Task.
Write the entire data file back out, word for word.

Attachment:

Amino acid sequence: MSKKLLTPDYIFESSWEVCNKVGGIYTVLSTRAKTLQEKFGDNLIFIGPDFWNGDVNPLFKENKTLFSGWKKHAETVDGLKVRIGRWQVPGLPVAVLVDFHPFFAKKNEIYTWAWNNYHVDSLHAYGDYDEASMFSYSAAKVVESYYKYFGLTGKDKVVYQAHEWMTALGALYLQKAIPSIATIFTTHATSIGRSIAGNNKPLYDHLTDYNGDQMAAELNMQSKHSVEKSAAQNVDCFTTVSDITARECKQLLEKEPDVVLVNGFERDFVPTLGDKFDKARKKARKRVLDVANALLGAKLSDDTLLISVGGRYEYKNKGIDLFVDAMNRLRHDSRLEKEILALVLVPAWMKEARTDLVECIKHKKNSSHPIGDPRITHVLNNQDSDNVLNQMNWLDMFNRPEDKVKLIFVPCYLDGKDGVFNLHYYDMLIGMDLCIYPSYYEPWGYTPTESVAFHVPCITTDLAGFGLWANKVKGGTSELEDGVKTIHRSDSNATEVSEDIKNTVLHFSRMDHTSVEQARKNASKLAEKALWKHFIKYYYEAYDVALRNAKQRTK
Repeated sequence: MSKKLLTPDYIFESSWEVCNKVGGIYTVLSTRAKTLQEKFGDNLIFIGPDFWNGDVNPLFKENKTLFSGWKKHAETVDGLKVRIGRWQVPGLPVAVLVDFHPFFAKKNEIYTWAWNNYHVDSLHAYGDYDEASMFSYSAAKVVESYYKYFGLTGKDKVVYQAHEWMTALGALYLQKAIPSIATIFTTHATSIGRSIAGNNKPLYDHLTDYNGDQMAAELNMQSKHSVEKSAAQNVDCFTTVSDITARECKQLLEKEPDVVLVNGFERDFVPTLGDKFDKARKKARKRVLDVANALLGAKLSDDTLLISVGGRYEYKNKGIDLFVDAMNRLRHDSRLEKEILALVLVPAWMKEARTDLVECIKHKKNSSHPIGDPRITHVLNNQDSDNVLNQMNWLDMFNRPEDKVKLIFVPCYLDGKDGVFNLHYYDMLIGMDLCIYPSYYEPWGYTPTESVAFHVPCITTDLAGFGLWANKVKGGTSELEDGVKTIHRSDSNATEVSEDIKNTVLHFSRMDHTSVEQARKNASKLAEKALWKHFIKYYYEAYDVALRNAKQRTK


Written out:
Amino acid sequence: MSKKLLTPDYIFESSWEVCNKVGGIYTVLSTRAKTLQEKFGDNLIFIGPDFWNGDVNPLFKENKTLFSGWKKHAETVDGLKVRIGRWQVPGLPVAVLVDFHPFFAKKNEIYTWAWNNYHVDSLHAYGDYDEASMFSYSAAKVVESYYKYFGLTGKDKVVYQAHEWMTALGALYLQKAIPSIATIFTTHATSIGRSIAGNNKPLYDHLTDYNGDQMAAELNMQSKHSVEKSAAQNVDCFTTVSDITARECKQLLEKEPDVVLVNGFERDFVPTLGDKFDKARKKARKRVLDVANALLGAKLSDDTLLISVGGRYEYKNKGIDLFVDAMNRLRHDSRLEKEILALVLVPAWMKEARTDLVECIKHKKNSSHPIGDPRITHVLNNQDSDNVLNQMNWLDMFNRPEDKVKLIFVPCYLDGKDGVFNLHYYDMLIGMDLCIYPSYYEPWGYTPTESVAFHVPCITTDLAGFGLWANKVKGGTSELEDGVKTIHRSDSNATEVSEDIKNTVLHFSRMDHTSVEQARKNASKLAEKALWKHFIKYYYEAYDVALRNAKQRTK
Repeated sequence: MSKKLLTPDYIFESSWEVCNKVGGIYTVLSTRAKTLQEKFGDNLIFIGPDFWNGDVNPLFKENKTLFSGWKKHAETVDGLKVRIGRWQVPGLPVAVLVDFHPFFAKKNEIYTWAWNNYHVDSLHAYGDYDEASMFSYSAAKVVESYYKYFGLTGKDKVVYQAHEWMTALGALYLQKAIPSIATIFTTHATSIGRSIAGNNKPLYDHLTDYNGDQMAAELNMQSKHSVEKSAAQNVDCFTTVSDITARECKQLLEKEPDVVLVNGFERDFVPTLGDKFDKARKKARKRVLDVANALLGAKLSDDTLLISVGGRYEYKNKGIDLFVDAMNRLRHDSRLEKEILALVLVPAWMKEARTDLVECIKHKKNSSHPIGDPRITHVLNNQDSDNVLNQMNWLDMFNRPEDKVKLIFVPCYLDGKDGVFNLHYYDMLIGMDLCIYPSYYEPWGYTPTESVAFHVPCITTDLAGFGLWANKVKGGTSELEDGVKTIHRSDSNATEVSEDIKNTVLHFSRMDHTSVEQARKNASKLAEKALWKHFIKYYYEAYDVALRNAKQRTK